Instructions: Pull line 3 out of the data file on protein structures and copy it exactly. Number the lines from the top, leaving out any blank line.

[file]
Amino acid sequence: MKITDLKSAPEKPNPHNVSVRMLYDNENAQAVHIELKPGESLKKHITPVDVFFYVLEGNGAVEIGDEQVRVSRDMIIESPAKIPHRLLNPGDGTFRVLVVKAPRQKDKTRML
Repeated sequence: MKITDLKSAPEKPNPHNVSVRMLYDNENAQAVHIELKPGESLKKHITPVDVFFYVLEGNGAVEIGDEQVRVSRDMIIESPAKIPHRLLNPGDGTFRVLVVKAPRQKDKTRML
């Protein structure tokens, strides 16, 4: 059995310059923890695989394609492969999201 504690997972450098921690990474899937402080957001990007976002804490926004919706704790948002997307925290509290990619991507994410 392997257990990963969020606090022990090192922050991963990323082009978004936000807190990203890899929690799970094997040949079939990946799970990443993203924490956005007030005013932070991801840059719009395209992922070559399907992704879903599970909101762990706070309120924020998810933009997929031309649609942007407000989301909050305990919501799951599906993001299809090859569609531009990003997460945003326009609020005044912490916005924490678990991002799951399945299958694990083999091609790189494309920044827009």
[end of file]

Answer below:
């Protein structure tokens, strides 16, 4: 059995310059923890695989394609492969999201 504690997972450098921690990474899937402080957001990007976002804490926004919706704790948002997307925290509290990619991507994410 392997257990990963969020606090022990090192922050991963990323082009978004936000807190990203890899929690799970094997040949079939990946799970990443993203924490956005007030005013932070991801840059719009395209992922070559399907992704879903599970909101762990706070309120924020998810933009997929031309649609942007407000989301909050305990919501799951599906993001299809090859569609531009990003997460945003326009609020005044912490916005924490678990991002799951399945299958694990083999091609790189494309920044827009």